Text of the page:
(Image credit: Capcom)
Writhe in my cage of torment, my friend
Resident Evil 4 remake jettisons many parts that made the original so good without having any idea of what to replace them with.
Resident Evil 4 remake undoubtedly improves on the original in some ways. Personally I’ll always miss the line “Your right hand comes off?” but the B-movie script is much-improved, and the way the storyline has been tweaked, in some cases significantly so, is well-handled and retains enough of the schlock factor that the personalities shine through. Ashley, doomed to forever be the damsel in distress, is now a much more forthright and capable companion, while Luis’ reinvention retains the rogueish charm and sands off his more leery edges.
Perhaps something like that is the real problem here, however. Resident Evil 4 may be one of the best games ever made, but it is also wildly uneven in places, and this remake feels like it has been sanded-down to remove those spikes and jutting edges. It’s a much smoother experience, start-to-finish, than the original. It doesn’t have these far-off detours and, with a few notable exceptions, re-does the surprises of the original in new ways without ever quite surprising you enough with how it does so.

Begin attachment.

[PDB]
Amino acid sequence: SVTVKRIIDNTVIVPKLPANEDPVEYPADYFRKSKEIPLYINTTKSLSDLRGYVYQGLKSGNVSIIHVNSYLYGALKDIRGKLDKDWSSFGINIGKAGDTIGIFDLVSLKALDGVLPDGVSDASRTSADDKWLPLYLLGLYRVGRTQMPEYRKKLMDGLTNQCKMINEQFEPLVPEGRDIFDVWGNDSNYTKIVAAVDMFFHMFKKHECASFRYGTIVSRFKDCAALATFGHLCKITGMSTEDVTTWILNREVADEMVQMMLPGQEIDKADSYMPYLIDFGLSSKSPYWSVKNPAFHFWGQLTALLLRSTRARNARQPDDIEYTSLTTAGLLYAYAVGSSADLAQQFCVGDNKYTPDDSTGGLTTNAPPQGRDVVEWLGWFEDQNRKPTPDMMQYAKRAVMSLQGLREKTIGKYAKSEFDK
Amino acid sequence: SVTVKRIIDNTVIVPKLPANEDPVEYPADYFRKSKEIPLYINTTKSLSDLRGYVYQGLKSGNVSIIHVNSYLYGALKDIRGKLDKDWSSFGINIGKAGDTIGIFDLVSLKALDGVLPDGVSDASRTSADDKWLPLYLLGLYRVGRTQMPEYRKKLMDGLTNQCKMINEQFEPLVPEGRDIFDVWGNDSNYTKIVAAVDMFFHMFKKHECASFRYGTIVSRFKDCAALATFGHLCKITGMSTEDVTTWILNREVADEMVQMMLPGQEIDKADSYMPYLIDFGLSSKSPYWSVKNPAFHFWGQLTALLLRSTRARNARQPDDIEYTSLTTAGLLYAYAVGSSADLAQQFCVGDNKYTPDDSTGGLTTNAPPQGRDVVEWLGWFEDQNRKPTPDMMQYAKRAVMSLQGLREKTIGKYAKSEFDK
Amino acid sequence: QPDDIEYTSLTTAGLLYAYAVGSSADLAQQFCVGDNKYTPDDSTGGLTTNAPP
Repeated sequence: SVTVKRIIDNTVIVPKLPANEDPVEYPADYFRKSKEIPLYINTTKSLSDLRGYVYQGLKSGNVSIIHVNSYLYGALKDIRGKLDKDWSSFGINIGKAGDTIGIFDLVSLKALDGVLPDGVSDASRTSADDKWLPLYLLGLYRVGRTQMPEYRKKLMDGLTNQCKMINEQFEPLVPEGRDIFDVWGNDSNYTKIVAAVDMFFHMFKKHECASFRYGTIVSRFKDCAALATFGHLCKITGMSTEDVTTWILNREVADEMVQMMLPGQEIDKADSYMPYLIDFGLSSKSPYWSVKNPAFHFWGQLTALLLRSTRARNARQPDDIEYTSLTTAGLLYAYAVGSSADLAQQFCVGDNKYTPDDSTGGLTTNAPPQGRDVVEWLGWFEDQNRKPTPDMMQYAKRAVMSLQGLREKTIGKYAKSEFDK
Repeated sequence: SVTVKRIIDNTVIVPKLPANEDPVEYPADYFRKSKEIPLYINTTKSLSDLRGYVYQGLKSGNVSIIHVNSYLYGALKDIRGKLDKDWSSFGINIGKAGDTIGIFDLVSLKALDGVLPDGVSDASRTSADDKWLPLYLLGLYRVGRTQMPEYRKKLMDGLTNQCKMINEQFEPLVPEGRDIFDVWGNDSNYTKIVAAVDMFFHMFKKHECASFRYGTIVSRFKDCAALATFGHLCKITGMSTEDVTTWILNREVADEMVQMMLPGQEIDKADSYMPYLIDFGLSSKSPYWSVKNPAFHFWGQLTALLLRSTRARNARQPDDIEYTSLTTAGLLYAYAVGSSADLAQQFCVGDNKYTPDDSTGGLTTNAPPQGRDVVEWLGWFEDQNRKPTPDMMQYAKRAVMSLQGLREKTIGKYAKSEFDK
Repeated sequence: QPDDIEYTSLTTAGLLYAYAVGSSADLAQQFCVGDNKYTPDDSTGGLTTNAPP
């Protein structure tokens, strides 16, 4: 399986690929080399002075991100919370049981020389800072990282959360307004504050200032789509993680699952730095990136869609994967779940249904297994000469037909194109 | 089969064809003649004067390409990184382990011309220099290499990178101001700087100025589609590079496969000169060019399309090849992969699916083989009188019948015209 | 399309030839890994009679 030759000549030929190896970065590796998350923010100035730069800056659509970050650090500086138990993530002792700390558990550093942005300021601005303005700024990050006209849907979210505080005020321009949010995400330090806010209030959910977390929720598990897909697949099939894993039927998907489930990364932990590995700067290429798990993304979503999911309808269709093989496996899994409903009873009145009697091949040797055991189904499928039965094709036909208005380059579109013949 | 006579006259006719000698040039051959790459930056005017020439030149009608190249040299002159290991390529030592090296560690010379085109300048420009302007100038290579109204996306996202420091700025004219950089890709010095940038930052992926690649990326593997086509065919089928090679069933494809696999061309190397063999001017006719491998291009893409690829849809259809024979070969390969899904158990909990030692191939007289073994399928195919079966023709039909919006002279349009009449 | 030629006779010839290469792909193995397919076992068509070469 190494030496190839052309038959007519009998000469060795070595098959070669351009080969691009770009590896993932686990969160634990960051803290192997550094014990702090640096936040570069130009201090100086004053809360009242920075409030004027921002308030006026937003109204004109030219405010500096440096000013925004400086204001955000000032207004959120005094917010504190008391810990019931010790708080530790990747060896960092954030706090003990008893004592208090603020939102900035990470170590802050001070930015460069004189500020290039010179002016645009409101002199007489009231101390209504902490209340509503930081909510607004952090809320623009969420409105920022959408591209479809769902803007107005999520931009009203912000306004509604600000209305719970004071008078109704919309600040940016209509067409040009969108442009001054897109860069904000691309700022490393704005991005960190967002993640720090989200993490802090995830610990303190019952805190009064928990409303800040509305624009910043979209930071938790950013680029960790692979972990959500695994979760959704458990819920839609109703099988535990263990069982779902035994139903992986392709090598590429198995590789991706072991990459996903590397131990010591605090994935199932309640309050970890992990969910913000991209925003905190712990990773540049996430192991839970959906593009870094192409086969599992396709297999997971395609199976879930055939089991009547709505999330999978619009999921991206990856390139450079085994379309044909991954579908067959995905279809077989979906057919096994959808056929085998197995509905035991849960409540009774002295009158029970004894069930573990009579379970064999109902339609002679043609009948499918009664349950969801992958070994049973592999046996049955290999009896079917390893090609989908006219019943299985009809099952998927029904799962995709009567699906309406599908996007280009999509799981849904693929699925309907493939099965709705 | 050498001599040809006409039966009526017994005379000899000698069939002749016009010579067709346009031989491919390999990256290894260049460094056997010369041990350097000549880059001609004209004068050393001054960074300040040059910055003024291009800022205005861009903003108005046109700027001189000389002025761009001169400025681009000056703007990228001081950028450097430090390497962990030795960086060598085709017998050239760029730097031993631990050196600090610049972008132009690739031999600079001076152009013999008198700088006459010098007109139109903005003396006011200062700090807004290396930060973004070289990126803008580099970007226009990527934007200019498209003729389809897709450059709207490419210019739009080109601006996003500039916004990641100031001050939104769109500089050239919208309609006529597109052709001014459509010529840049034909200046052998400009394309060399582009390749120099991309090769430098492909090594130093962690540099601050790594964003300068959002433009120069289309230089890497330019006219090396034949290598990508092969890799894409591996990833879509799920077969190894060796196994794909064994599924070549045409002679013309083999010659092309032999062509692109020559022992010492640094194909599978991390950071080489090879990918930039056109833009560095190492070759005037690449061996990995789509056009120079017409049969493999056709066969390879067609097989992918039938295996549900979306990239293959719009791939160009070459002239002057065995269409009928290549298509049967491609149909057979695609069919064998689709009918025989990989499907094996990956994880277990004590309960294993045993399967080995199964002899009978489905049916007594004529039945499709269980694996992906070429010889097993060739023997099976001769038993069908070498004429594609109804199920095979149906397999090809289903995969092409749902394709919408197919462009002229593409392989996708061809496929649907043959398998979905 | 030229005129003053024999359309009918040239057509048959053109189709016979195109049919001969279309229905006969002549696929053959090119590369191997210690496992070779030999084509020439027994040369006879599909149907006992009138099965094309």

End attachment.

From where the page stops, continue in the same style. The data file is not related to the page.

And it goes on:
If Resident Evil 4 remake was an original, standalone title, it would be a very great game indeed, and anyone who plays this will have a good time (maybe not on Hardcore though: it really is brutal). But this is not a standalone game, it’s a remake of one of the greatest games ever made and, when it comes to the crunch, it falls short. Where the original felt expansive, this feels cramped, and where the original went on breathless tangents and threw one idea after another at the player, this feels (in the second half especially) like it settles into a groove and isn’t especially interested in breaking free of it.
Much of this is forgotten when, in the utter maelstrom of battle, you’re surviving by the skin of your teeth and blasting through a sea of limbs and teeth with knife-edge parries and outrageous firepower. But outside of this exquisite action core, Resident Evil 4 remake feels like a game that runs out of ideas and, most unforgiveably, jettisons many parts that made the original so good without having any idea of what to replace them with.
Resident Evil 4 re-invented thirdperson action, and ever since it came out I’ve been waiting for another game to blow the bloody doors off in the way it did. But this is not the heir to Resident Evil 4, so much as a tribute. Resident Evil 4 remake is merely a great thirdperson action game that, sadly, takes too much inspiration from what followed: Rather than what started it all in the first place.